Marnix de Nijs, Rotterdam, 1970.
Marnix de Nijs, is a Rotterdam based installation artist. Graduated as a sculptor in 1992, he focused his early career on sculpture, public space and architecture. Since the mid 90's, he has been a pioneer in researching the experimental use of media and technologies in Art. Impelled by the idea that technology acts as a driving force behind cultural change and therefore capable of generating new experiences where societal habits and communication are rethought, his work thrives on the creative possibilities offered by new media, while critically examining their impact on contemporary society and human perception.
The interface between the body and technology forms an important basis for De Nijs’s work. Technology must literally merge, become absorbed into the body so that it becomes a co-determiner of perception. And here perception not only refers to how external stimuli are interpreted by the five senses, but also the feelings that come from within the body itself, the information that is derived from one’s own muscles and nerves (the technical term being proprioception). Because De Nijs’s work often involves the entire body of the observer, they therefore become less of an observer and more of a participator; someone who experiences the work. The techniques employed in the construction of his work mediate this experience.
One of the characteristics of a technological culture is that change is constant. Everyone who wants to keep pace is continually required to adjust; which does not happen automatically and can, in time lead to cultural-pathological anomalies. In this way, travelers had to get used to the first trains and airplanes. The introduction of such travel technology initially led to disorientation and required a new outlook. It is pre-eminently these cultural processes that are given artistic form by Marnix de Nijs.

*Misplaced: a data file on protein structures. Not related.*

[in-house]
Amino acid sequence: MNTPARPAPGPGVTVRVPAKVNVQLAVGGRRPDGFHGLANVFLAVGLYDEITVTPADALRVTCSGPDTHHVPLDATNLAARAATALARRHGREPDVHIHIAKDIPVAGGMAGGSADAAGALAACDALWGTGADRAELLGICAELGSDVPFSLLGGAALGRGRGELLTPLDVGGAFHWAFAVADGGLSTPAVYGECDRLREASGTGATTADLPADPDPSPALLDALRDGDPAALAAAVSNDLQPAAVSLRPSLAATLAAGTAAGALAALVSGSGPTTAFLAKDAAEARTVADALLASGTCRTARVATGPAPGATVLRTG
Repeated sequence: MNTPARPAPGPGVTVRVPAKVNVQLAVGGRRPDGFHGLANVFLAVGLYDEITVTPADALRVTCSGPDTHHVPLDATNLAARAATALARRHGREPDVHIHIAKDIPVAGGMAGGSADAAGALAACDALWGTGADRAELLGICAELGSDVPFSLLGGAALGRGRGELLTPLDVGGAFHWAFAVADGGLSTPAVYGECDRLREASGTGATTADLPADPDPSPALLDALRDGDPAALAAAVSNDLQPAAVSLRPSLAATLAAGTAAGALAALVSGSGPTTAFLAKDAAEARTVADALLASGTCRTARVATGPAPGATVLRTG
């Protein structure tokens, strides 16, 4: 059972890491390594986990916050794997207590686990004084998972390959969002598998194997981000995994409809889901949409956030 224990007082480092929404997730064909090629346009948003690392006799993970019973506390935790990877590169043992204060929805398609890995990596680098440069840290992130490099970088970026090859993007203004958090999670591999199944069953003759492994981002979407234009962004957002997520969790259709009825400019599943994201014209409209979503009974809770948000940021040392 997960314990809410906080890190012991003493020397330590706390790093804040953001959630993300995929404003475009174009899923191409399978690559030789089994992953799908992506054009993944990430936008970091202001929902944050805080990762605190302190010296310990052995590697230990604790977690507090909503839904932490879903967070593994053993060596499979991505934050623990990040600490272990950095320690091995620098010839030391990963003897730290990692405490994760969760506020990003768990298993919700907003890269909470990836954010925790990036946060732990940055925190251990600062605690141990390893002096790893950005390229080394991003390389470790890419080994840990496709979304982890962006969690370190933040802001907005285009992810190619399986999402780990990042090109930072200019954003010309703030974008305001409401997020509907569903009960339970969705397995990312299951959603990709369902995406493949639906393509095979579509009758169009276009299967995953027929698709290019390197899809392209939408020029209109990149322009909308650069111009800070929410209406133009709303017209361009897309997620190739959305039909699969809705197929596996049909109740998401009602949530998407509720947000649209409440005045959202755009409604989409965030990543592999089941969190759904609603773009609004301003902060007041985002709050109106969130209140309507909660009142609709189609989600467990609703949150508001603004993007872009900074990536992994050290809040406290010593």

De Nijs' works have been widely exhibited at international art institutes, museums and festivals. He won the Art Future Award (Taipei 2000) and received honourly mentions at the Transmediale award ( Berlin 2000), the Vida 5.0 award (Madrid 2002), and Prix Ars Electronica ( Linz 2013, 2005 & 2001). In 2005, he collected the prestigious Dutch Witteveen & Bos Art and Technology Price 2005, for his entire oeuvre.
Work at the collection: “Non-dimensional cities”
“Non-dimensional cities” (2022).
'Non-dimensional Cities' is an immersive cinematic experience in which participants journey through an endlessly unfolding virtual cityscape that expands over all axes. This dimensionless cityscape is constructed from a large collection of point clouds and sounds. While the user is standing on the controller platform and navigates through this virtual world, a sense of physical instability takes over.
The building blocks of the world are generated from depth map information and panoramic photographs obtained from Google Street View’s API. Depending on the user’s position in the virtual world these blocks are dynamically repositioned on a three-dimensional grid. By subtle manipulation of motion and sound, perspective distortion and shifts in balance Non-dimensional Cities unquestionably re-calibrates the viewer's perception of dimensionality.